In 2017, the Lankan internal situation was a constant cause of difficulty for President Sirisena and the governing coalition. First, the government was challenged by the unexpected political initiative of former President Rajapaksa’s «Joint Opposition». Second, the Tamil communities in the north and the east of the country expressed their growing frustration and discontent against the government. Finally, the most distressing development was the rise of Buddhist religious extremism and the consequent violent attacks against non-Buddhist individuals and groups. At the economic level, the year under review witnessed a constant improvement of the economy. Economic reforms were implemented to comply with the demands of the financial international institutions. Among these reforms, the long-awaited Inland Revenue Act (IRA) introduced a new tax system characterised by a direct/indirect taxation ratio favouring direct taxation. Moreover the government presented an ambitious long-term economic reform program: «Vision 2025: A Rich Country». Among the main goals of «Vision 2015» were the raising of per capita income; the creation of jobs; the increase of foreign direct investments; the promotion of exports; the creation of a more competitive market; the widening of social justice; the promotion of digitalisation; the implementation of a balance between environmental conservation and economic development. As far as foreign policy is concerned, 2017 saw Sri Lanka acting as a «tightrope walker», striving to keep the balance between India and China, and desperately trying to avoid being crushed between the two Asian giants. In addition the new US presidency caused contrasting effects on Sri Lanka-US relations. On the one hand the existing structures, created to strengthen and deepen the economic and military bilateral ties, remained in place and continued to properly work. On the other, the US-Sri Lanka political relations went through a series of problems, mainly caused by the new US administration’s concerns about Chinese presence in Sri Lanka.
Fabio Leone | Asia Maior – An Italian think tank on Asia | fabioleonefl@libero
In July 2017, following his family’s involvement in the Panama Papers scandal, Nawaz Sharif was disqualified and ousted from the prime ministership by a Supreme Court decision. The ruling party, the PML-N (Pakistan Muslim League - Nawaz), appointed the Petroleum and Natural Resources Minister, Shahid Khaqan Abbasi, as premier to serve until the elections in 2018. In the year under review, marking 70 years of independence of Pakistan, national economic growth was recorded at 5.3% of GDP. This marked the highest rate in a decade, confirming the positive trend since 2013. Pakistan’s economic performance received plaudits from the international financial organisations and influential rating agencies. However, the International Monetary Fund warned about the re-emersion of macroeconomic vulnerabilities. Also several analysts pointed out that the expected dividends from the CPEC (China Pakistan Economic Corridor) will accrue less to Pakistan than to China. Bilateral relations of Pakistan with neighbouring Afghanistan deteriorated over reciprocal accusations of state support to infiltrating militants, which triggered a border dispute in April 2017. The fall of Sharif came as the USA was finalising its strategy on Afghanistan which was then presented in August 2017. It marked a new approach on how Washington intends to deal with Pakistan, characterised by zero tolerance for safe havens for militant organisations. Pakistan became a member of the Shanghai Cooperation Organization with beneficial prospects in terms of enhanced access to natural resources and trade opportunities.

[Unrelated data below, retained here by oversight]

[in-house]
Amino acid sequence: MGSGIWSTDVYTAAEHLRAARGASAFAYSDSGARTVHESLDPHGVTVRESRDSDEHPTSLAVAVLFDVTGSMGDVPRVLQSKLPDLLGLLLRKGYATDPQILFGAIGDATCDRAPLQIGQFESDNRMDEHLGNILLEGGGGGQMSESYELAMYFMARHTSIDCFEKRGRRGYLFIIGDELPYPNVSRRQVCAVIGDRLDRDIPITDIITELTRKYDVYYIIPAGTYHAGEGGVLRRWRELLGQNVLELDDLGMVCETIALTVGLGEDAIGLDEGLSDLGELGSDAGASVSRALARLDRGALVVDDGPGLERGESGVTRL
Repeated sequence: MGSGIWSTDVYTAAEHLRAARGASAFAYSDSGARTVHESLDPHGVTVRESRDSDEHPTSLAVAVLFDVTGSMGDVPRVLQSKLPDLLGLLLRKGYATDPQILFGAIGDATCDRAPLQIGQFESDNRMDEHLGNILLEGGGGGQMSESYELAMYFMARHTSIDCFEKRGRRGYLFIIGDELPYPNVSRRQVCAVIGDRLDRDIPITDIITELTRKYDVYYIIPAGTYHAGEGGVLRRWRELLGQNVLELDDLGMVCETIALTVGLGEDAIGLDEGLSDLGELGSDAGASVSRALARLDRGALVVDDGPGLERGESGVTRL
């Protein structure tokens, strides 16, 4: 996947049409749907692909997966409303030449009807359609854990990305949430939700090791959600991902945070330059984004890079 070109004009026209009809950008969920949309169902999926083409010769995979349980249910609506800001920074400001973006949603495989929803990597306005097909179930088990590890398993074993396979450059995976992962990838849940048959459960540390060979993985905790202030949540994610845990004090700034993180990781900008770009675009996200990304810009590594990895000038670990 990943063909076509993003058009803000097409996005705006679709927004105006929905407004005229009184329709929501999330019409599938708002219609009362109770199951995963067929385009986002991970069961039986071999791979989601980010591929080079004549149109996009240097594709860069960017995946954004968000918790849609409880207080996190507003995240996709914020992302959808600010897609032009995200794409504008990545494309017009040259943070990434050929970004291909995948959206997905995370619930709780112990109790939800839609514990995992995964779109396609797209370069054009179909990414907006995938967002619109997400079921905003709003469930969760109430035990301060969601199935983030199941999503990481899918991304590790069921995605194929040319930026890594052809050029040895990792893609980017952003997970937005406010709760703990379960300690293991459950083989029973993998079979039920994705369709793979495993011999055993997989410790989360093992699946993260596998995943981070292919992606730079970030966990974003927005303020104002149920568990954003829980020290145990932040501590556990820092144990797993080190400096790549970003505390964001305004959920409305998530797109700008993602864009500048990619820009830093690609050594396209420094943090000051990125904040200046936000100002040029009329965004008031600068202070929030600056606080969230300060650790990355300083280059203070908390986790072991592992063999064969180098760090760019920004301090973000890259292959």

Marco Corsi | Asia Maior – An Italian think tank on Asia | email@example.com
The political evolution in Afghanistan in 2017 was dominated by the release of the US president’s new policy towards the region. Although the strategy was characterised by a substantial continuity with the Obama policy, there were some important changes. The most relevant was the revision of US-Pakistan relations, and the redefinition of the role of Islamabad as a key US ally in the region. This essay discusses in detail the possible implications of this change and analyses its historical-political context. The factors behind the complex relationship between Islamabad and Kabul are also discussed, in connection with the political balance in South Asia. The latter part of the essay analyses the domestic political situation, which was characterised by a further deterioration of security, vis-à-vis an increasing offensive by the Taliban and Daesh, and by the political crisis of the National Unity Government (NUG). Despite the reforms carried out in 2016, the Ghani-Abdullah government seemed unable to stabilise the Afghan political system, or to guarantee the normal functioning of the electoral calendar.